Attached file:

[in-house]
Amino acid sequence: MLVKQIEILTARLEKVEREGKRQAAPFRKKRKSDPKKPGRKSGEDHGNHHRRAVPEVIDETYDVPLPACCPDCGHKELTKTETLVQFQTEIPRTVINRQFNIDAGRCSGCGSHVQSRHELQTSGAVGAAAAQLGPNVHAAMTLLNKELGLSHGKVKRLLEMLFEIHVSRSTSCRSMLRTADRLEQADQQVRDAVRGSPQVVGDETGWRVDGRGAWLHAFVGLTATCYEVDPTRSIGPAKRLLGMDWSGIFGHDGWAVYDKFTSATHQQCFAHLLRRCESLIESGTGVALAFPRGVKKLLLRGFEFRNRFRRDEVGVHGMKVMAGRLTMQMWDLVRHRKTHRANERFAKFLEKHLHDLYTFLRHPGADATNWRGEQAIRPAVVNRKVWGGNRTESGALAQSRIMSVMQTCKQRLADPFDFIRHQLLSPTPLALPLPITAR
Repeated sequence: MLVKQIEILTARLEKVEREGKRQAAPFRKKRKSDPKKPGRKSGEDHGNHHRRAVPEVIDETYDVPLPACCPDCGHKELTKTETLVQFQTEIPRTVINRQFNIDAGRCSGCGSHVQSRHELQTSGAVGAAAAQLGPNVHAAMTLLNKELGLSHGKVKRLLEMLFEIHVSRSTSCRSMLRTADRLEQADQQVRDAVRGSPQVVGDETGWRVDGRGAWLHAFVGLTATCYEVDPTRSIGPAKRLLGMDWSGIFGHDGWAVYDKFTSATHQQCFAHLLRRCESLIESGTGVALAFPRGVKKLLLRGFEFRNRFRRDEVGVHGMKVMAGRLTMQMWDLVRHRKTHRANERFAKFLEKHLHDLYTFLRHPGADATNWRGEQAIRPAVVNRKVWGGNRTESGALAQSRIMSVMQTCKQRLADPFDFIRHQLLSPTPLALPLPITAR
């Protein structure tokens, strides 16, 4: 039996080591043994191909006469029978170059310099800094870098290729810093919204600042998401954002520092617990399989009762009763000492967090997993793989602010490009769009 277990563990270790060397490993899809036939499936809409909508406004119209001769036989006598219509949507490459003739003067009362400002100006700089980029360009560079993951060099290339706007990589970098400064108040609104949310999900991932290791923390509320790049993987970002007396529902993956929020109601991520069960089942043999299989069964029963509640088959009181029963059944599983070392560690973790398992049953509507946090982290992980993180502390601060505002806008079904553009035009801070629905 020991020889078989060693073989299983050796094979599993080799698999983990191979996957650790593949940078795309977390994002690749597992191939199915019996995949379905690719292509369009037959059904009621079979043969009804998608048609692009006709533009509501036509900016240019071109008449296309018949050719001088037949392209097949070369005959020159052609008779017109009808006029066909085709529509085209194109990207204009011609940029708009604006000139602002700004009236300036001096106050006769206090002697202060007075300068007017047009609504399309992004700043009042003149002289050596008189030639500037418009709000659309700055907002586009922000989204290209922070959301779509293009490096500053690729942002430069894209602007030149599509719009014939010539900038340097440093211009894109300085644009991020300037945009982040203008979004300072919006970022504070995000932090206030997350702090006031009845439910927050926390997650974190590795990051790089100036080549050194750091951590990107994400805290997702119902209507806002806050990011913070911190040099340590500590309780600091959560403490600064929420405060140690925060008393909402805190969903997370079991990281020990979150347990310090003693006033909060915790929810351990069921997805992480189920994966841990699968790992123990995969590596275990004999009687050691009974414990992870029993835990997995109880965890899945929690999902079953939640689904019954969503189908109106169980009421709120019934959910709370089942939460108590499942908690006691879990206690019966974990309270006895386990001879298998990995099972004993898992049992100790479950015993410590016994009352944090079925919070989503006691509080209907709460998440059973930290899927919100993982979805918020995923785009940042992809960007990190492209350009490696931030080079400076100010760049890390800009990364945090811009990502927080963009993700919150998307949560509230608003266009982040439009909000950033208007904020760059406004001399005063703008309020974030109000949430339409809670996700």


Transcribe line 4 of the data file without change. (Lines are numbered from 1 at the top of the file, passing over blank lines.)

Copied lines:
């Protein structure tokens, strides 16, 4: 039996080591043994191909006469029978170059310099800094870098290729810093919204600042998401954002520092617990399989009762009763000492967090997993793989602010490009769009 277990563990270790060397490993899809036939499936809409909508406004119209001769036989006598219509949507490459003739003067009362400002100006700089980029360009560079993951060099290339706007990589970098400064108040609104949310999900991932290791923390509320790049993987970002007396529902993956929020109601991520069960089942043999299989069964029963509640088959009181029963059944599983070392560690973790398992049953509507946090982290992980993180502390601060505002806008079904553009035009801070629905 020991020889078989060693073989299983050796094979599993080799698999983990191979996957650790593949940078795309977390994002690749597992191939199915019996995949379905690719292509369009037959059904009621079979043969009804998608048609692009006709533009509501036509900016240019071109008449296309018949050719001088037949392209097949070369005959020159052609008779017109009808006029066909085709529509085209194109990207204009011609940029708009604006000139602002700004009236300036001096106050006769206090002697202060007075300068007017047009609504399309992004700043009042003149002289050596008189030639500037418009709000659309700055907002586009922000989204290209922070959301779509293009490096500053690729942002430069894209602007030149599509719009014939010539900038340097440093211009894109300085644009991020300037945009982040203008979004300072919006970022504070995000932090206030997350702090006031009845439910927050926390997650974190590795990051790089100036080549050194750091951590990107994400805290997702119902209507806002806050990011913070911190040099340590500590309780600091959560403490600064929420405060140690925060008393909402805190969903997370079991990281020990979150347990310090003693006033909060915790929810351990069921997805992480189920994966841990699968790992123990995969590596275990004999009687050691009974414990992870029993835990997995109880965890899945929690999902079953939640689904019954969503189908109106169980009421709120019934959910709370089942939460108590499942908690006691879990206690019966974990309270006895386990001879298998990995099972004993898992049992100790479950015993410590016994009352944090079925919070989503006691509080209907709460998440059973930290899927919100993982979805918020995923785009940042992809960007990190492209350009490696931030080079400076100010760049890390800009990364945090811009990502927080963009993700919150998307949560509230608003266009982040439009909000950033208007904020760059406004001399005063703008309020974030109000949430339409809670996700």